Molecular dissection of the human alpha 2-macroglobulin subunit reveals domains with antagonistic activities in cell signaling

Mantuano E, Mukandala G, Li X, Campana WM, Gonias SL
Source: J Biol Chem
Publication Date: (2008)
Issue: 283(29): 19904-11
Research Area:
Nucleofector® I/II/2b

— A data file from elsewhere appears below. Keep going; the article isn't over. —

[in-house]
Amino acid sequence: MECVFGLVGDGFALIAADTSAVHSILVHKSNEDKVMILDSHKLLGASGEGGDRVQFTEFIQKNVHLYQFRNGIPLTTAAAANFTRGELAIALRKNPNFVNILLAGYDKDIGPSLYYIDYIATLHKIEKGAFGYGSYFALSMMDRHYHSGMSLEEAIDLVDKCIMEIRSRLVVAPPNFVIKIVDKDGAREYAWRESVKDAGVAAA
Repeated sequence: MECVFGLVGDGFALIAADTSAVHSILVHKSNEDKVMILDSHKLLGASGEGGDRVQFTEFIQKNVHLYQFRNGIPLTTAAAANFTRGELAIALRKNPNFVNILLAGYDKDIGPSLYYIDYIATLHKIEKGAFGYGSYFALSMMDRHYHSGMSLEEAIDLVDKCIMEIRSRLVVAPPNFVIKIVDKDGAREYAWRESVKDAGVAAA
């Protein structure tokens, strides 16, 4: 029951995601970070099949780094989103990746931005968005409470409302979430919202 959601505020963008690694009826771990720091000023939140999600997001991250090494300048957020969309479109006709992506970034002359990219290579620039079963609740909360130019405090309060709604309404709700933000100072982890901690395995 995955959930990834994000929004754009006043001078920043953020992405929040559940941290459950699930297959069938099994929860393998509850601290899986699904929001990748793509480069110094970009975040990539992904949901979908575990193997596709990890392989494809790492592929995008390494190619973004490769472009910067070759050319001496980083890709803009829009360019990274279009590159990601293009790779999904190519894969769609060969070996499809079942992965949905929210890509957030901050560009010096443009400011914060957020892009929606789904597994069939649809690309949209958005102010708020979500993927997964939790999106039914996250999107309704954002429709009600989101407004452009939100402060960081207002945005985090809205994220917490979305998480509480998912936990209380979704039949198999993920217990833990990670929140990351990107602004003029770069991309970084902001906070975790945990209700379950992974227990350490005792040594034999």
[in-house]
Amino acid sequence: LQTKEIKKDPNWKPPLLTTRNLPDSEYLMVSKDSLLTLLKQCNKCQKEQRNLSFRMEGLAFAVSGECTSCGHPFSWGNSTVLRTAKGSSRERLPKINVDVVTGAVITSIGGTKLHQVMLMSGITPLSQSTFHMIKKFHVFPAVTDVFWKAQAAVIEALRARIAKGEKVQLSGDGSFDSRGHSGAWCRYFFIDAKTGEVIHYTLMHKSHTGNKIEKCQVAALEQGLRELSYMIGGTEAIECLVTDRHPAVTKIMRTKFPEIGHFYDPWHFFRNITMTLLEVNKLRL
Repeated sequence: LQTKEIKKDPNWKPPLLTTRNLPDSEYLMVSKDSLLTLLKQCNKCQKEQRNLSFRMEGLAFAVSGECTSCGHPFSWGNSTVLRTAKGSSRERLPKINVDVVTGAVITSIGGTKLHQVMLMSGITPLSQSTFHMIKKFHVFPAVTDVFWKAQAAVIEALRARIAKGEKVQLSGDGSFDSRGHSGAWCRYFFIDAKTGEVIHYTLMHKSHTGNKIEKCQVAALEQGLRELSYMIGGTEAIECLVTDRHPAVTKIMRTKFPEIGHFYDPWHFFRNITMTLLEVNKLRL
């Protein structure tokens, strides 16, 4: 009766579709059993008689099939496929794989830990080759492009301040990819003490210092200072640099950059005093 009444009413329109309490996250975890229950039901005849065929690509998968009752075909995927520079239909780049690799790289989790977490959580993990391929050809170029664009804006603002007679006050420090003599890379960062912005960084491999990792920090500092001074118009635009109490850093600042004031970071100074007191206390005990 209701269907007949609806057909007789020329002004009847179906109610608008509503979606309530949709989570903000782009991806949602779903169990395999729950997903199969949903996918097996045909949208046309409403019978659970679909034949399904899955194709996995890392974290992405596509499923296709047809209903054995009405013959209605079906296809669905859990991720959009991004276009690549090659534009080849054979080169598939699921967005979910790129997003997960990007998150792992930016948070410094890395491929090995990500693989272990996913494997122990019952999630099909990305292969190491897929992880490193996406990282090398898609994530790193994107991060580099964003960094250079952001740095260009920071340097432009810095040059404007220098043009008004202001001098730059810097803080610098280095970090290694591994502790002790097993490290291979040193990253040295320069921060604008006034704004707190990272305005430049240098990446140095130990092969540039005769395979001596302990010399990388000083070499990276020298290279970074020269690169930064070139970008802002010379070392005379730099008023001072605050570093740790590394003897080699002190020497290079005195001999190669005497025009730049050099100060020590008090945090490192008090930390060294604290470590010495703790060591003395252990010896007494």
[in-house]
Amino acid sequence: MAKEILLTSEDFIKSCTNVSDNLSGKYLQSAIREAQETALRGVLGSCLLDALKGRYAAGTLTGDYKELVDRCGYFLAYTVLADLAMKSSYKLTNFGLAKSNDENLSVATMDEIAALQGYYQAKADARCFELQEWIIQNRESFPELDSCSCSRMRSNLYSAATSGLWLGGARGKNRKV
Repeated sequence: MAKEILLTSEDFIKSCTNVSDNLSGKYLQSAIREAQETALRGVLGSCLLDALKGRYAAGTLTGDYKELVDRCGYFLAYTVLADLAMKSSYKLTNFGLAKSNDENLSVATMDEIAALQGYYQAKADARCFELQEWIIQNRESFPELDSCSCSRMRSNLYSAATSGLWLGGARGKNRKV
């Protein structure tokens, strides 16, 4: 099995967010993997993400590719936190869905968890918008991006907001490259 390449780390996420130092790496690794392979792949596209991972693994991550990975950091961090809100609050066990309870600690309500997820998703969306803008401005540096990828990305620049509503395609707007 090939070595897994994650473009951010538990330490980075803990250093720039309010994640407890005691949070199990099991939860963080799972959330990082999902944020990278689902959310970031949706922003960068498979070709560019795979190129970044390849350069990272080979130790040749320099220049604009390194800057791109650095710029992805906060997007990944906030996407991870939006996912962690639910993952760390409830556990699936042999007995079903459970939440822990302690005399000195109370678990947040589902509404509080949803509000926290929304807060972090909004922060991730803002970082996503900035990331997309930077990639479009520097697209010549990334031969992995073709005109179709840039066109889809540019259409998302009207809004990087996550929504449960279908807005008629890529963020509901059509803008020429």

alpha(2)-Macroglobulin (alpha(2)M) is a plasma protease inhibitor, which reversibly binds growth factors and, in its activated form, binds to low density lipoprotein receptor-related protein (LRP-1), an endocytic receptor with cell-signaling activity. Because distinct domains in alpha(2)M are responsible for its various functions, we hypothesized that the overall effects of alpha(2)M on cell physiology reflect the integrated activities of multiple domains, some of which may be antagonistic. To test this hypothesis, we expressed the growth factor-carrier site and the LRP-1 recognition domain (RBD) as separate GST-fusion proteins (FP3 and FP6, respectively). FP6 rapidly and robustly activated Akt and ERK/MAP kinase in Schwann cells and PC12 cells. This response was blocked by LRP-1 gene-silencing or by co-incubation with the LRP-1 antagonist, receptor-associated protein. The activity of FP6 also was blocked by mutating Lys1370 and Lys1374, which precludes LRP-1-binding. FP3 blocked activation of Akt and ERK/MAP kinase in response to nerve growth factor-beta (NGF-beta) but not FP6. In PC12 cells, FP6 promoted neurite outgrowth and expression of growth-associated protein-43, whereas FP3 antagonized the same responses when NGF-beta was added. The ability of FP6 to trigger LRP-1-dependent cell-signaling in PC12 cells was reproduced by the 18-kDa RBD, isolated from plasma-purified alpha(2)M by proteolysis and chromatography. We propose that the effects of intact alpha(2)M on cell physiology reflect the degree of penetration of activities associated with different domains, such as FP3 and FP6, which may be regulated asynchronously by conformational change and by other regulatory proteins in the cellular microenvironment.